Saturday, May 16, 2009

Spryte and Moo Cow Backpack in Kyoto! Day 1: Restaurant Review

After a long trek around town we figured we'd earned a nice dinner. Aside from transportation, this was the largest expense during the trip. I figured it was a worthy expense, since I wanted to share this restaurant with Moo Cow.

梅の花 (Ume no Hana)

A restaurant that specializes in tofu, this chain is a great find. When you walk in, the friendly staff will greet you and direct you towards a private room where you'll be eating. It's a traditional Japanese-style interior so you'll be expected to take off your shoes at the door. Keep that in mind when choosing your footwear. Some of the rooms will have traditional setups without the sunken floor beneath the table, while others have it. It appears to depend on the restaurant, as each has slightly different decor.

First they'll offer you warm hand towels and ask what you'd like to order. The courses begin at ¥3600 for dinner and go up to ¥7000 or a little more if you choose from the seasonal courses. You can also order items a la carte, but the course menus are always the best deal in terms of variety for price.

We tried the nagomi, a standard course menu that costs ¥3600 and has 12 courses. Once you order, they bring you a small sheet copy of the menu. Again, this is only in Japanese, but it's still a fun little souvenir if you like food. They also explain each course as it comes to your table. From here on out I'll only be talking about the nagomi, since it's the course we had.

The first course was a trio of tofus. We were so hungry we forgot to take a photo before devouring it. Oops. One in particular caught my interest though, which was a ribbon-like tofu that tasted smoother than any tofu I've had anywhere else. As a whole the presentation was fantastic, with all three in small dishes served inside a presentation box. Beautiful and delicious.

Much to my excitement, the "ribbon-tofu" made a reappearance for our second course. As you can see, it was served in a lovely fan-shaped dish. The dipping sauce was soy-based and suited it perfectly.

At this point they brought one of our next courses early so it could simmer. It was mineral water and tofu simmered together to make a soup. Moo Cow noticed that the mineral water caused a breakdown of the tofu that would never happen with tap or bottled water. They placed this pot on the burner in the center of the table. I'd imagine some restaurants also bring burners because they aren't equipped with built-in ones.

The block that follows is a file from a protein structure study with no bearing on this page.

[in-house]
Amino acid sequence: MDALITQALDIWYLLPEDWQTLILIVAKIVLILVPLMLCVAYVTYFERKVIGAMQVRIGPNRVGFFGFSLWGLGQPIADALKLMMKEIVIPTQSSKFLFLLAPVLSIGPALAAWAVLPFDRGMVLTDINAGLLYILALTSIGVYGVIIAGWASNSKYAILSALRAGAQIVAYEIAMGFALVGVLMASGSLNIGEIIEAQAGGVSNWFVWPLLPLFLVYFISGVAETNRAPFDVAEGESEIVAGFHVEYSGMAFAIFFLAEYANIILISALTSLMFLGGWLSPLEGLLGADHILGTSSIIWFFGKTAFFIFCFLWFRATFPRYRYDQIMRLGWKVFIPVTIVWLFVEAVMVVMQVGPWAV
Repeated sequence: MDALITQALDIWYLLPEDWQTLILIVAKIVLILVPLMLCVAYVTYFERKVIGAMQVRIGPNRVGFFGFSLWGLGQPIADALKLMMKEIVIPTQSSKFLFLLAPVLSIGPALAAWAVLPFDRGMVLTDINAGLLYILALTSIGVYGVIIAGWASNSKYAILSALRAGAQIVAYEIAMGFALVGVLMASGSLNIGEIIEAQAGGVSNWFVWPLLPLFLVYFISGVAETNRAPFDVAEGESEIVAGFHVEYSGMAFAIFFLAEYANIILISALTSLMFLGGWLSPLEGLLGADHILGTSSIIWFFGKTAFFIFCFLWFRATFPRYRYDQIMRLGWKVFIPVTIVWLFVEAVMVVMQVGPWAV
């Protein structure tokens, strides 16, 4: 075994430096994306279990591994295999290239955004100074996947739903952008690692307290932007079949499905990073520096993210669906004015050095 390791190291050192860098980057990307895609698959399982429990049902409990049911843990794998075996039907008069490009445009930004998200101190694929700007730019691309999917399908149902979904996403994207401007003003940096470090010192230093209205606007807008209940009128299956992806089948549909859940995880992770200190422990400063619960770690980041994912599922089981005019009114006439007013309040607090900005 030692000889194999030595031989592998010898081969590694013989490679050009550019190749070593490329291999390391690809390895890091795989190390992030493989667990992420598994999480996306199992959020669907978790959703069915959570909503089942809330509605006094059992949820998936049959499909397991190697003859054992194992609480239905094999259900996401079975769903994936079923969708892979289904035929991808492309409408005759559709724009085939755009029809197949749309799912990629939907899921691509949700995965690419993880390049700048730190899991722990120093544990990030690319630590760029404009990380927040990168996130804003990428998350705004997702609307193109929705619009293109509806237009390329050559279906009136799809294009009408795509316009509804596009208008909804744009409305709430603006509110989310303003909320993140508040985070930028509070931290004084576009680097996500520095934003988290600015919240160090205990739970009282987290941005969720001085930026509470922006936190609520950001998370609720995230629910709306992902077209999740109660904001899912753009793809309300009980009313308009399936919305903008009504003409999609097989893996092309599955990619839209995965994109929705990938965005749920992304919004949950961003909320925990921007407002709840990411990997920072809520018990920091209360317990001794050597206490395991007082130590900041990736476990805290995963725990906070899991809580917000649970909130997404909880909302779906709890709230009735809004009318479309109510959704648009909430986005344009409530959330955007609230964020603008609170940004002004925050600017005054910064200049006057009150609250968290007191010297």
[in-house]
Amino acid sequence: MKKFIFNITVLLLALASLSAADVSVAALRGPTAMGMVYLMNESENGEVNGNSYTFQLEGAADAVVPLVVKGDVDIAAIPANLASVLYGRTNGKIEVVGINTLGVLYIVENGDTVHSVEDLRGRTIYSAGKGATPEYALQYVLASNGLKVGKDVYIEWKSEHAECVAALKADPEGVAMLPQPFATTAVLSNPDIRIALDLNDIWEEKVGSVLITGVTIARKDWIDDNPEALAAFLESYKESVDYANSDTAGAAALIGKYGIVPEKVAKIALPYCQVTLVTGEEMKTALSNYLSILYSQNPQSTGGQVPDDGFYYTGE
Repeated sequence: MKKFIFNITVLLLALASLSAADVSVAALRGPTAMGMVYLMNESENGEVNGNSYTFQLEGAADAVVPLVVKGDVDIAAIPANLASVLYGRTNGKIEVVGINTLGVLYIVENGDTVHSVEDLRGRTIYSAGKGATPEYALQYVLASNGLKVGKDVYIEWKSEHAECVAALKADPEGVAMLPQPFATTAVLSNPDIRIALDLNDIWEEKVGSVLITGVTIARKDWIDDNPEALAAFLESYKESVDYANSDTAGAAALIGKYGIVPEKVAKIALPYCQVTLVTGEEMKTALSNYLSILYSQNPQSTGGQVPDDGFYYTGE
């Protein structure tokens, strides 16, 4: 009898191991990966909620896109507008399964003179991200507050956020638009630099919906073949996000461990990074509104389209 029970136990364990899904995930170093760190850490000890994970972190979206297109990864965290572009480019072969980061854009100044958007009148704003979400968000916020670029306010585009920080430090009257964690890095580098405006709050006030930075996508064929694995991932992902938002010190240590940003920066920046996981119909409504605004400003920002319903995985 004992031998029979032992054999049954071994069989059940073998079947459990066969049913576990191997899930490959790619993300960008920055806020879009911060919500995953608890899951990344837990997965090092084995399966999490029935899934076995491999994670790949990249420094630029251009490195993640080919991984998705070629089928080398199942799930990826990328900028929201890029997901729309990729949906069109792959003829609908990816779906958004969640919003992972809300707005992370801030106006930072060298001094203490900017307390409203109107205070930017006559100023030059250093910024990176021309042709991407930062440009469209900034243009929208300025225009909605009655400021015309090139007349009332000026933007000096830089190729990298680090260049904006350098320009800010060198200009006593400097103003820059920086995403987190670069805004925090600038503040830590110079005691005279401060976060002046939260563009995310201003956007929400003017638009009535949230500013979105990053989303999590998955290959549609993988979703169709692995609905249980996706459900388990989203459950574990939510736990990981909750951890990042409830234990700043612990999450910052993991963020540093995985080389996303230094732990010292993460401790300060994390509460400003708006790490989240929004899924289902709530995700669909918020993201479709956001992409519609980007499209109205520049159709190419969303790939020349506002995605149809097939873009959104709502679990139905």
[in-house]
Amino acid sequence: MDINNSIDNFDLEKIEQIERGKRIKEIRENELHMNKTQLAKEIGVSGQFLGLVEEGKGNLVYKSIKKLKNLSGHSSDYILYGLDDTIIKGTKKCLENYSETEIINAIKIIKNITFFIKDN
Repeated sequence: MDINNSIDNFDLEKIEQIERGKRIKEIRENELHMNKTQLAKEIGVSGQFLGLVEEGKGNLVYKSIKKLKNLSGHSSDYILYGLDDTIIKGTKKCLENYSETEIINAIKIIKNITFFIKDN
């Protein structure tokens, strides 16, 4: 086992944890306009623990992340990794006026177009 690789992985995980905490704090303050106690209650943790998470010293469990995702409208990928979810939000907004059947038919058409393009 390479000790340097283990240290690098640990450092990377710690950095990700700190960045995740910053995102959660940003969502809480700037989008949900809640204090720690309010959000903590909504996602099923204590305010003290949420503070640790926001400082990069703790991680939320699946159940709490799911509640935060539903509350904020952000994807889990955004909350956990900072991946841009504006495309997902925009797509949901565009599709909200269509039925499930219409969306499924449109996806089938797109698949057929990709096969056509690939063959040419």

The third course was one of my favorite Japanese dishes...茶碗蒸し (chawanmushi), or steamed egg pudding. It's a savory pudding with seafood, mushrooms and other items in it. This one of course had some kind of dumpling in the middle. The dumpling was no doubt made of soy, but it had the texture of the dango I love so much. Despite the hot weather I ate this with much happiness.

Following that was another course we forgot to photograph: 名物とうふしゅうまい(tofu shumai), or tofu dumpling. If you're familiar with gyoza, it's kind of like that but usually round and made with shrimp. These were served in wicker baskets usually used for Dim Sum. They contained shrimp (read: NOT vegetarian) and I believe the tofu was in the noodle wrapping, which was different from the usual because instead of being a large sheet noodle wrapped around the meaty center, it had shredded noodle pieces, as if the dumpling was rolled in it instead. Because of this it has a nice aesthetic. Fabulous dumplings, they were. I wish we'd remembered to take photos.

When they came to collect the plates from that course, they told us the soup was ready to eat. It was delicious. They told us we'd know when it was ready because the soup would become milky white. When they'd initially brought the soup they also gave us instructions that were in both Japanese and I believe English as well, although if I remember correctly the English was questionable. Nonetheless it was understandable and helpful. The soup was eaten mixed with soy sauce.